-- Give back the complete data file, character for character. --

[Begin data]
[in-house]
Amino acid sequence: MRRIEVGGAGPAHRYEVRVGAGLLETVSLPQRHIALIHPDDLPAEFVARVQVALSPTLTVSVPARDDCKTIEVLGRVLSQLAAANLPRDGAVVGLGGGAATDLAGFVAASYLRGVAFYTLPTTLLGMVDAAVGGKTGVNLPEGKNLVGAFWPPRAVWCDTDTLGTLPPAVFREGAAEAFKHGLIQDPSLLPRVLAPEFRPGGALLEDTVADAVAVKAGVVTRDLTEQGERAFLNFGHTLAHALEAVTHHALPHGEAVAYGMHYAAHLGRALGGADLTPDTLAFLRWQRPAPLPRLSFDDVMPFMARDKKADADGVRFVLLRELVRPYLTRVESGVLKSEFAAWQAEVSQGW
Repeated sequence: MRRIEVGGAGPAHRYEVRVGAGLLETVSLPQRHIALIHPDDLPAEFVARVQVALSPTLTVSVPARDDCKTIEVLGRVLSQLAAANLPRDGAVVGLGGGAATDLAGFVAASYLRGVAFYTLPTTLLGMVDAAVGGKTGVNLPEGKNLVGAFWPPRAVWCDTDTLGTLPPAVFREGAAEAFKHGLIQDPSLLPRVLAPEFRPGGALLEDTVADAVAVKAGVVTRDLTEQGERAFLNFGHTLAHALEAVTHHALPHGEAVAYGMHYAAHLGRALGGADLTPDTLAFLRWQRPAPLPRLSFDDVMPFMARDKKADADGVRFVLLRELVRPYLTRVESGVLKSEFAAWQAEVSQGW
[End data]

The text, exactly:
[in-house]
Amino acid sequence: MRRIEVGGAGPAHRYEVRVGAGLLETVSLPQRHIALIHPDDLPAEFVARVQVALSPTLTVSVPARDDCKTIEVLGRVLSQLAAANLPRDGAVVGLGGGAATDLAGFVAASYLRGVAFYTLPTTLLGMVDAAVGGKTGVNLPEGKNLVGAFWPPRAVWCDTDTLGTLPPAVFREGAAEAFKHGLIQDPSLLPRVLAPEFRPGGALLEDTVADAVAVKAGVVTRDLTEQGERAFLNFGHTLAHALEAVTHHALPHGEAVAYGMHYAAHLGRALGGADLTPDTLAFLRWQRPAPLPRLSFDDVMPFMARDKKADADGVRFVLLRELVRPYLTRVESGVLKSEFAAWQAEVSQGW
Repeated sequence: MRRIEVGGAGPAHRYEVRVGAGLLETVSLPQRHIALIHPDDLPAEFVARVQVALSPTLTVSVPARDDCKTIEVLGRVLSQLAAANLPRDGAVVGLGGGAATDLAGFVAASYLRGVAFYTLPTTLLGMVDAAVGGKTGVNLPEGKNLVGAFWPPRAVWCDTDTLGTLPPAVFREGAAEAFKHGLIQDPSLLPRVLAPEFRPGGALLEDTVADAVAVKAGVVTRDLTEQGERAFLNFGHTLAHALEAVTHHALPHGEAVAYGMHYAAHLGRALGGADLTPDTLAFLRWQRPAPLPRLSFDDVMPFMARDKKADADGVRFVLLRELVRPYLTRVESGVLKSEFAAWQAEVSQGW